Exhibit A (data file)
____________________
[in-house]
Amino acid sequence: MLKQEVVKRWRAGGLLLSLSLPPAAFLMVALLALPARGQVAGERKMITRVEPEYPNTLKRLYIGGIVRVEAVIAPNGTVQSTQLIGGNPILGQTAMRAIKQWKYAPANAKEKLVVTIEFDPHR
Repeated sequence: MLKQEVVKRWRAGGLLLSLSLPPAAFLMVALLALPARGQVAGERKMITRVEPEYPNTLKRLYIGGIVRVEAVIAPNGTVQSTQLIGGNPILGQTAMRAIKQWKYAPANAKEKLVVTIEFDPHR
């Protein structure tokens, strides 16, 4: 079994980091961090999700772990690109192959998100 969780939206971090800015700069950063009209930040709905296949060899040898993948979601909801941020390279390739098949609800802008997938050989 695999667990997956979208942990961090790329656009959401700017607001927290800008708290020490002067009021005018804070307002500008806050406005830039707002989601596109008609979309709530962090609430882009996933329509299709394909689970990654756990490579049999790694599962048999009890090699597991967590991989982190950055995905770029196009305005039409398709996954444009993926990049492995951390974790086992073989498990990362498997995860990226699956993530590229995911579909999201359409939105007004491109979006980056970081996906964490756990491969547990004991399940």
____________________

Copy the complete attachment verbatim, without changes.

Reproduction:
[in-house]
Amino acid sequence: MLKQEVVKRWRAGGLLLSLSLPPAAFLMVALLALPARGQVAGERKMITRVEPEYPNTLKRLYIGGIVRVEAVIAPNGTVQSTQLIGGNPILGQTAMRAIKQWKYAPANAKEKLVVTIEFDPHR
Repeated sequence: MLKQEVVKRWRAGGLLLSLSLPPAAFLMVALLALPARGQVAGERKMITRVEPEYPNTLKRLYIGGIVRVEAVIAPNGTVQSTQLIGGNPILGQTAMRAIKQWKYAPANAKEKLVVTIEFDPHR
């Protein structure tokens, strides 16, 4: 079994980091961090999700772990690109192959998100 969780939206971090800015700069950063009209930040709905296949060899040898993948979601909801941020390279390739098949609800802008997938050989 695999667990997956979208942990961090790329656009959401700017607001927290800008708290020490002067009021005018804070307002500008806050406005830039707002989601596109008609979309709530962090609430882009996933329509299709394909689970990654756990490579049999790694599962048999009890090699597991967590991989982190950055995905770029196009305005039409398709996954444009993926990049492995951390974790086992073989498990990362498997995860990226699956993530590229995911579909999201359409939105007004491109979006980056970081996906964490756990491969547990004991399940």